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SA's Got Talent Ep 1 – The Kids Are Alright

2009-10-02 08:28

Watching the first episode of this latest addition to the  plethora of TV talent contests in SA makes me realise that we've been eating up scraps. Finally, we're treated to a gourmet meal. 

I'm not talking about the contestants' talent. The difference is more about the quality of the show itself.  There are no contrived, inarticulate hosts (you know who I'm talking about). Rob and Anele have a great rapport, although things are still a little stiff between them. But they'll get there, especially during the live shows. The dynamic pacing, short, hilarious quips from the judges and a great soundtrack totally blew me away. Where are the long, self-absorbed soliloquies and done-to-death cityscape pan shots that we've come to tolerate thanks to all the dreary reality TV contests that came before?

SABC pushed back the release date of this show a while ago, and it seemed as if the broadcaster's financial woes would sound the show's death knell, but  the delay has made space for a production slicker than Randall's tongue.

Speaking of Randall, he seems to have finally taken that pineapple out of his arse. Put a cute (but still talented) kid in front of him and watch the stone-cold meanie actually crack a smile. This was evident when he gave 11-year-old Bradley Hartman a 'yes' for his amazing freestyle dance routine to Chris Brown's "Forever". However, don't expect him to tone down his bile if you're tone deaf. As he said to one aspiring singer: "That board says SA's Got Talent, not SA Does Karaoke!"

Randall's co-judge, Ian Von Memerty is going to need counselling after this show. He's extremely encouraging of peoples' talent, but once again, when it comes to the kids, he's a big softy. When 8-year-old Cleo Filander came out and sang "A Prayer" by Andrea Bocelli, the tears started welling up. It's understandable; Ian's first daughter died in 1998.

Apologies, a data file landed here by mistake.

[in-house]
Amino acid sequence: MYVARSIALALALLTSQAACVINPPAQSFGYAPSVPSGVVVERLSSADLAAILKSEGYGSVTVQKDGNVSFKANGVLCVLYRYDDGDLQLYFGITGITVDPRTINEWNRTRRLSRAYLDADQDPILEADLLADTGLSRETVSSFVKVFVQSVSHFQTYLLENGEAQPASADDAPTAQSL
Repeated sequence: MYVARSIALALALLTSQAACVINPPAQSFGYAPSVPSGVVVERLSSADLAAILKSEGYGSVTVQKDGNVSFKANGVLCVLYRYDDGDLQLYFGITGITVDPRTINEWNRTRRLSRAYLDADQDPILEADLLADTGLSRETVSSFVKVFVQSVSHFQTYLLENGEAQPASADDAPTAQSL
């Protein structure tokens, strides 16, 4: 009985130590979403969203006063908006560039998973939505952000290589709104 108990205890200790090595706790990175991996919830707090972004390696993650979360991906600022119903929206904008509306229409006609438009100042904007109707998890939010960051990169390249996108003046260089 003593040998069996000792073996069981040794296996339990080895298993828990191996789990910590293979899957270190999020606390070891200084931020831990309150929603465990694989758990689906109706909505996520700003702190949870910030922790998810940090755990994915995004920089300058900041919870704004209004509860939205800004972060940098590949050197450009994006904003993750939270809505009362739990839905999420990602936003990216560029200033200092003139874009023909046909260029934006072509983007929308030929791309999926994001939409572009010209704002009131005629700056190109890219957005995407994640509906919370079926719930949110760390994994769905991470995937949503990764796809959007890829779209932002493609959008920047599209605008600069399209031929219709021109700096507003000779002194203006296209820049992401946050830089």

And then there’s Shado Twala. She’s the nice, almost fence-sitting judge. But the right amount – or lack – of talent can bring out another side of her. She was genuinely scared of Matse, a singer from Jo'burg who has a seriously skewed view of her vocal abilities. She'll give the "Killing Me Softly" chick from Idols a run for her money...

It's nice to see the judges as personalities, not just puppets spewing supposed 'criticism'. The entire show is very emotionally charged, and that's not necessarily a bad thing. That's what is going to get you to vote.

Everyone seems to be punting the fact that it's showcasing such a diversity of talent. But the most interesting act we saw this week was a troupe of Zulu dancers. They were admittedly very good, but it's not particularly strange or exciting, like say, snake charming or hair styling. Do we box "talent" into singing and dancing? Maybe next week will offer up some real 'diversity' - but the odds are that a singer or dancer will win this competition. Just looking at the results of the British and American versions of the show – think Susan Boyle, Paul Potts, etc – it's almost inevitable. On that note, I'm willing to put my money on a singing, dancing child winning. There's just something magical about a young, small person doing something amazingly talented that makes us all go 'aawww!'

If you missed out on last night's episode, catch the highlights here (see the video block at the bottom of the page).

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